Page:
Blood biochemical analysis

Blood glucose was measured immediately after blood collection using the Glucose Pilot Blood Glucose Monitoring System. Serum triglyceride (TG) values were measured using a lab assay™ triglyceride (FUJIFILM Wako Pure Chemical Corporation) with the GPO/DAOS method. The serum total cholesterol level was measured using lab assayTM cholesterol (FUJIFILM Wako Pure Chemical Corporation) by the cholesterol oxidase/DAOS method.

Histopathological analysis of liver and retroabdominal adipose tissue

The liver and retroabdominal adipose tissue were fixed with 10% neutral buffered formalin solution, and then paraffin specimens were prepared for hematoxylin and eosin (H&E) staining. Histopathological specimens were photographed using an inverted research microscope IX70 (Olympus Corporation, Japan) and the AdvanView imaging software. Adipocyte size was quantified using ImageJ software. The pathologist was blinded to the groups of mice.

Cell culture

3T3-L1 preadipocytes (JCRB9014) were purchased from the Japanese Cancer Research Resources Bank and maintained in Dulbecco’s modified Eagle’s medium (DMEM) with 10% fetal bovine serum (FBS). At 2 days after reaching confluence (day 0), adipocyte differentiation was induced with 0.25 μM dexamethasone, 0.5 mM 3-isobutyl-1-methylxanthine, and 0.2 μM insulin (DMI) in DMEM supplemented with 10% FBS for 2 days. Then, the cells were treated with 0.2 μM insulin in DMEM supplemented with 10% FBS for another 2 days and cultured for an additional 4 days in DMEM with 10% FBS. CPP (Light) and CPP (Extra Dark) were dissolved in dimethyl sulfoxide (DMSO). The final DMSO concentration in the medium was < 0.5%. In all the experiments, control cultures were made up of medium, DMSO, and cells only.

Cell viability measurement (neutral red method)

After culture with test agents, neutral red solution (0.25 mg/ml) was added to the culture at a final concentration of 50 μg/ml neutral red [12]. After incubation at 37°C for 2 h, the cells were rinsed twice with a solution of 1% (v/v) formaldehyde, 1% calcium chloride, and 98% distilled water. Then, the cells were destained with a buffer solution containing 1% (v/v) acetic acid, 50% (v/v) ethanol, and 49% (v/v) distilled water and incubated for 30 min. Lysosomal uptake of neutral red was quantified spectrophotometrically at 540 nm, and viability was calculated as follows:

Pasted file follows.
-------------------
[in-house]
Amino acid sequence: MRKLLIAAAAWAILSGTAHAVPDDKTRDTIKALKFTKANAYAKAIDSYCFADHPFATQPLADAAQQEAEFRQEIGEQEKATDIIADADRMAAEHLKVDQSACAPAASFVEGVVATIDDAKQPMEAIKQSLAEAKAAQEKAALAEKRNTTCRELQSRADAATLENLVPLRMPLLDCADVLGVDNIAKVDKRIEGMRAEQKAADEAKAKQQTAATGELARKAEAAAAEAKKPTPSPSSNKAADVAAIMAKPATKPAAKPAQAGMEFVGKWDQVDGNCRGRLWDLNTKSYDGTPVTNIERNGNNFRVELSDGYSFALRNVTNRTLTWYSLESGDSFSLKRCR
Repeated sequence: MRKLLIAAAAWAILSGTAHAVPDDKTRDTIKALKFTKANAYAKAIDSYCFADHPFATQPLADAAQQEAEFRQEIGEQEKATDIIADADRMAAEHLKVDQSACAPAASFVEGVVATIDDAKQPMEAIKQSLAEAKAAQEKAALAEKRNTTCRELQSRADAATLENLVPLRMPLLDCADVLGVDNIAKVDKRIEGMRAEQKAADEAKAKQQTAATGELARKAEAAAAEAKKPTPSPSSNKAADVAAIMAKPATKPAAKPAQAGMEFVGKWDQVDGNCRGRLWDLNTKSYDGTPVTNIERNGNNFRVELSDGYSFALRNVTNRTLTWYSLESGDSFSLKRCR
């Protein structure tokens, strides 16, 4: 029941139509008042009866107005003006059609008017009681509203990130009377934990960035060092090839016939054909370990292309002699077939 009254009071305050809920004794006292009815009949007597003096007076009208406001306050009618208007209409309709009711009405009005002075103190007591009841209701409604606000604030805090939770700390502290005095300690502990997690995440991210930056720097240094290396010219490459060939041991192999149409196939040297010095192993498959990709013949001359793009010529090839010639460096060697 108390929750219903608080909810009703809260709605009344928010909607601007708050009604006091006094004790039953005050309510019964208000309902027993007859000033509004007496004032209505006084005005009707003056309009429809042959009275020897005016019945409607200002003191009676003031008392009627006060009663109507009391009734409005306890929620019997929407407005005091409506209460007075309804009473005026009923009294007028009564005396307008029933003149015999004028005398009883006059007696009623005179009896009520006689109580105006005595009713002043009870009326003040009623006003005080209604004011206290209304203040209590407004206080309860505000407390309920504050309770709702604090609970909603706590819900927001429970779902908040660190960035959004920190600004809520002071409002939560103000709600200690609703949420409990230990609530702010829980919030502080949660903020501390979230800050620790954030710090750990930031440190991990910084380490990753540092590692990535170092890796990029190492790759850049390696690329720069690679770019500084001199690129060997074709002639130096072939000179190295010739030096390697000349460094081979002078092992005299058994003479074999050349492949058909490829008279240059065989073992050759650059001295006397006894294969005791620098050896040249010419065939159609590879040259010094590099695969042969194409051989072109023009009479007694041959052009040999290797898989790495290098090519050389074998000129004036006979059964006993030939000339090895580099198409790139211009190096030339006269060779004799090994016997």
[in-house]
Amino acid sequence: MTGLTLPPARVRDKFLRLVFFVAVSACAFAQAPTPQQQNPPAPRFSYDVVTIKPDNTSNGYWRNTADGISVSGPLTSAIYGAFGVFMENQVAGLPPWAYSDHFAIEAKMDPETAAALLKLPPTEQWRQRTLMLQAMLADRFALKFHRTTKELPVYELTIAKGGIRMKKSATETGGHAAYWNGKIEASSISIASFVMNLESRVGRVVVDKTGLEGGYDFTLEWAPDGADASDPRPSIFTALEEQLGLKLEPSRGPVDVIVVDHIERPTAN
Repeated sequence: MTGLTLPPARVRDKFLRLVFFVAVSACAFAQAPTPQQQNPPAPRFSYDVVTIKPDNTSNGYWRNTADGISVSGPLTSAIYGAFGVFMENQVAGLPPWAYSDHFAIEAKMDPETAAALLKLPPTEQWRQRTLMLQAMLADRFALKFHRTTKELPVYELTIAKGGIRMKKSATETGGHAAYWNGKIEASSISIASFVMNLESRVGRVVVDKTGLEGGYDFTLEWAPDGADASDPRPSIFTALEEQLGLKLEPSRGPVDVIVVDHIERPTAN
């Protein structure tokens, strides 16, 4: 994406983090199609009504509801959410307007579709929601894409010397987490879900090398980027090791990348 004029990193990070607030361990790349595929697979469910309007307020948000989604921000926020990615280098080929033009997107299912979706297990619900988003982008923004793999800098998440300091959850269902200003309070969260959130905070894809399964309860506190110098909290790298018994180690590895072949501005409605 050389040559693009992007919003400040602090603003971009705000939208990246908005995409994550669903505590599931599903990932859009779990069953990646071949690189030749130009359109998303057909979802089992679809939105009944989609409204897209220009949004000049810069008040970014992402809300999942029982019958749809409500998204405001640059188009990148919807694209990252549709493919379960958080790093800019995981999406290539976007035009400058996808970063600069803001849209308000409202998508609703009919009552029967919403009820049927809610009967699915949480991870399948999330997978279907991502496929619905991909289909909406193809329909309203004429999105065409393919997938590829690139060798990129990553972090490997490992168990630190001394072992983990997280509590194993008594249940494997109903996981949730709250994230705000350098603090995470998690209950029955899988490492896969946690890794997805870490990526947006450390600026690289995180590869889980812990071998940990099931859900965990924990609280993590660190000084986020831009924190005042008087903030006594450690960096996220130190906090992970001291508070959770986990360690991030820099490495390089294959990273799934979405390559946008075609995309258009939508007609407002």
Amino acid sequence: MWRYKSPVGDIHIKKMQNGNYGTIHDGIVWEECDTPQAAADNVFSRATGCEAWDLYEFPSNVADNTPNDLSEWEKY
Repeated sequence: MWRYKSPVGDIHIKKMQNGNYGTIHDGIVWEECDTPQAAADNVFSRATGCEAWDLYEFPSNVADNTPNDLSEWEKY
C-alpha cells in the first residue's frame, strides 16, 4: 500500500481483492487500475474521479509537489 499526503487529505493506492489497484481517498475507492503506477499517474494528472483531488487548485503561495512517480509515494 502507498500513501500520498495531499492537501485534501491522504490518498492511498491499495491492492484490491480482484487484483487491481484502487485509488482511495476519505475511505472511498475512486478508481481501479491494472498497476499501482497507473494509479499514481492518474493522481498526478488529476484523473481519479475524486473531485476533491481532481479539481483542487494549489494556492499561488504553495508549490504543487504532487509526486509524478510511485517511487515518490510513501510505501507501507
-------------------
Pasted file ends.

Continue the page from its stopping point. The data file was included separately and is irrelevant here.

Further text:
Measurement of TG accumulation

We evaluated the degree of differentiation into mature adipocytes, and staining was performed using Oil Red O [13]. The medium of 3T3-L1 adipocytes was removed with an aspirator and washed with 2 ml of Ca++ and Mg++ free-phosphate buffer saline (PBS (-)). Then, after fixing with 60% ethanol, 1 ml of Oil Red O staining solution was added and left at room temperature for 2 h. After washing with 50% ethanol, it was washed twice with 1 ml of ultrapure water and extracted with 1 ml of 2-propanol. The absorbance of the extract was measured at a wavelength of 520 nm using a spectrophotometer (JASCO V-730 BIO Spectrophotometer).

Analysis of glycerol-3-phosphate dehydrogenase (GPDH) activity